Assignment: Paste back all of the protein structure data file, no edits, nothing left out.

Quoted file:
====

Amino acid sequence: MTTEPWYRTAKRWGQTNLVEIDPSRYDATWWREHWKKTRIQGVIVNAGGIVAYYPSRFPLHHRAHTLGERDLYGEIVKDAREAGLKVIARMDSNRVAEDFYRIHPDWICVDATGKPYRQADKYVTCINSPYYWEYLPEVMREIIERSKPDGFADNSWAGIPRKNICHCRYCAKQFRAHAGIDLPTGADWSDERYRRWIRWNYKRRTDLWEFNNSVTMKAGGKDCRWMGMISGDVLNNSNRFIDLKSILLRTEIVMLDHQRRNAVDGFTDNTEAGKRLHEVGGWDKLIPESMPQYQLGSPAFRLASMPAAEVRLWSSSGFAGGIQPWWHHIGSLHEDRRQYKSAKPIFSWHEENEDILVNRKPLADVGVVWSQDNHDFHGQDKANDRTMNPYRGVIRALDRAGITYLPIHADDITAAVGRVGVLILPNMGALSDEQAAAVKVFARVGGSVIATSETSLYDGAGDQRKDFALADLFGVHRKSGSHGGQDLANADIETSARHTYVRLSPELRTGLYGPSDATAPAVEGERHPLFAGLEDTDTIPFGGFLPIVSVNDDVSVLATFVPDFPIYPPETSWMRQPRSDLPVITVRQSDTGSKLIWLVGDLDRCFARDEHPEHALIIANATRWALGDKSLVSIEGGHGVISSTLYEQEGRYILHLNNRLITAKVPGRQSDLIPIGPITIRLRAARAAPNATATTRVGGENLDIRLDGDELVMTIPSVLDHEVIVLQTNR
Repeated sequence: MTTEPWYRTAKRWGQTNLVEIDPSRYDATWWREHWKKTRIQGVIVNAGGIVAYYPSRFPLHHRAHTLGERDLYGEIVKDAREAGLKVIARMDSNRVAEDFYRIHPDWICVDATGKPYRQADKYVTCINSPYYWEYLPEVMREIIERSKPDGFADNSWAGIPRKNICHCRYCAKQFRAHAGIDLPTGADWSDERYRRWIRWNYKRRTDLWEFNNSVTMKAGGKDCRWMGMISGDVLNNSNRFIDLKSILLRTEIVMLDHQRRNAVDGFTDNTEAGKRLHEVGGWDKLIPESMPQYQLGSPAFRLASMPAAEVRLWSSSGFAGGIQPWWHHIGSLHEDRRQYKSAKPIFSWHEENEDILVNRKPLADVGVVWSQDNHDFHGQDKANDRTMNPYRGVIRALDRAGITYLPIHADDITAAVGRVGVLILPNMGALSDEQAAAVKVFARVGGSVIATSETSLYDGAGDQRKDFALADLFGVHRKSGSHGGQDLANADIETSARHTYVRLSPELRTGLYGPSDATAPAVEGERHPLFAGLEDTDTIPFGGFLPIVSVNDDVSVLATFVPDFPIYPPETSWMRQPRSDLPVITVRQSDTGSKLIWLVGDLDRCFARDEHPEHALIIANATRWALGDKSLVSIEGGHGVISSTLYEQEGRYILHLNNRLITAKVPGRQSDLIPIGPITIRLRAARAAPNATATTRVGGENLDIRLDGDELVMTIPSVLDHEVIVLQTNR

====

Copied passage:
Amino acid sequence: MTTEPWYRTAKRWGQTNLVEIDPSRYDATWWREHWKKTRIQGVIVNAGGIVAYYPSRFPLHHRAHTLGERDLYGEIVKDAREAGLKVIARMDSNRVAEDFYRIHPDWICVDATGKPYRQADKYVTCINSPYYWEYLPEVMREIIERSKPDGFADNSWAGIPRKNICHCRYCAKQFRAHAGIDLPTGADWSDERYRRWIRWNYKRRTDLWEFNNSVTMKAGGKDCRWMGMISGDVLNNSNRFIDLKSILLRTEIVMLDHQRRNAVDGFTDNTEAGKRLHEVGGWDKLIPESMPQYQLGSPAFRLASMPAAEVRLWSSSGFAGGIQPWWHHIGSLHEDRRQYKSAKPIFSWHEENEDILVNRKPLADVGVVWSQDNHDFHGQDKANDRTMNPYRGVIRALDRAGITYLPIHADDITAAVGRVGVLILPNMGALSDEQAAAVKVFARVGGSVIATSETSLYDGAGDQRKDFALADLFGVHRKSGSHGGQDLANADIETSARHTYVRLSPELRTGLYGPSDATAPAVEGERHPLFAGLEDTDTIPFGGFLPIVSVNDDVSVLATFVPDFPIYPPETSWMRQPRSDLPVITVRQSDTGSKLIWLVGDLDRCFARDEHPEHALIIANATRWALGDKSLVSIEGGHGVISSTLYEQEGRYILHLNNRLITAKVPGRQSDLIPIGPITIRLRAARAAPNATATTRVGGENLDIRLDGDELVMTIPSVLDHEVIVLQTNR
Repeated sequence: MTTEPWYRTAKRWGQTNLVEIDPSRYDATWWREHWKKTRIQGVIVNAGGIVAYYPSRFPLHHRAHTLGERDLYGEIVKDAREAGLKVIARMDSNRVAEDFYRIHPDWICVDATGKPYRQADKYVTCINSPYYWEYLPEVMREIIERSKPDGFADNSWAGIPRKNICHCRYCAKQFRAHAGIDLPTGADWSDERYRRWIRWNYKRRTDLWEFNNSVTMKAGGKDCRWMGMISGDVLNNSNRFIDLKSILLRTEIVMLDHQRRNAVDGFTDNTEAGKRLHEVGGWDKLIPESMPQYQLGSPAFRLASMPAAEVRLWSSSGFAGGIQPWWHHIGSLHEDRRQYKSAKPIFSWHEENEDILVNRKPLADVGVVWSQDNHDFHGQDKANDRTMNPYRGVIRALDRAGITYLPIHADDITAAVGRVGVLILPNMGALSDEQAAAVKVFARVGGSVIATSETSLYDGAGDQRKDFALADLFGVHRKSGSHGGQDLANADIETSARHTYVRLSPELRTGLYGPSDATAPAVEGERHPLFAGLEDTDTIPFGGFLPIVSVNDDVSVLATFVPDFPIYPPETSWMRQPRSDLPVITVRQSDTGSKLIWLVGDLDRCFARDEHPEHALIIANATRWALGDKSLVSIEGGHGVISSTLYEQEGRYILHLNNRLITAKVPGRQSDLIPIGPITIRLRAARAAPNATATTRVGGENLDIRLDGDELVMTIPSVLDHEVIVLQTNR